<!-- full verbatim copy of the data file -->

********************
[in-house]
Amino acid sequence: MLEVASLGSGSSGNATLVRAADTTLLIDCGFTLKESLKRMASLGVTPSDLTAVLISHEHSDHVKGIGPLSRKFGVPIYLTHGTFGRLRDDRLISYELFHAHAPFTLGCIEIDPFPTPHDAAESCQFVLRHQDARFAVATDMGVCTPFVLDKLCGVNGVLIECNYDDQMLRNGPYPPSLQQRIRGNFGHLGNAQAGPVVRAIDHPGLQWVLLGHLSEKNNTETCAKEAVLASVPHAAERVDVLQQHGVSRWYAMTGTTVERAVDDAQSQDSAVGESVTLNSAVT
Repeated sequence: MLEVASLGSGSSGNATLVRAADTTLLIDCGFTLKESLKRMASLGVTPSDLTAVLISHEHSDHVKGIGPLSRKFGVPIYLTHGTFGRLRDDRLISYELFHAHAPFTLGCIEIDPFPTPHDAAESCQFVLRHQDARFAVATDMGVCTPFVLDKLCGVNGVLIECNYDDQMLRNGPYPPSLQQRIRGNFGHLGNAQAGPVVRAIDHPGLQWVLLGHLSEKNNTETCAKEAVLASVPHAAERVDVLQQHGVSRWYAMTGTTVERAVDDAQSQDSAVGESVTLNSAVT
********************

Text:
[in-house]
Amino acid sequence: MLEVASLGSGSSGNATLVRAADTTLLIDCGFTLKESLKRMASLGVTPSDLTAVLISHEHSDHVKGIGPLSRKFGVPIYLTHGTFGRLRDDRLISYELFHAHAPFTLGCIEIDPFPTPHDAAESCQFVLRHQDARFAVATDMGVCTPFVLDKLCGVNGVLIECNYDDQMLRNGPYPPSLQQRIRGNFGHLGNAQAGPVVRAIDHPGLQWVLLGHLSEKNNTETCAKEAVLASVPHAAERVDVLQQHGVSRWYAMTGTTVERAVDDAQSQDSAVGESVTLNSAVT
Repeated sequence: MLEVASLGSGSSGNATLVRAADTTLLIDCGFTLKESLKRMASLGVTPSDLTAVLISHEHSDHVKGIGPLSRKFGVPIYLTHGTFGRLRDDRLISYELFHAHAPFTLGCIEIDPFPTPHDAAESCQFVLRHQDARFAVATDMGVCTPFVLDKLCGVNGVLIECNYDDQMLRNGPYPPSLQQRIRGNFGHLGNAQAGPVVRAIDHPGLQWVLLGHLSEKNNTETCAKEAVLASVPHAAERVDVLQQHGVSRWYAMTGTTVERAVDDAQSQDSAVGESVTLNSAVT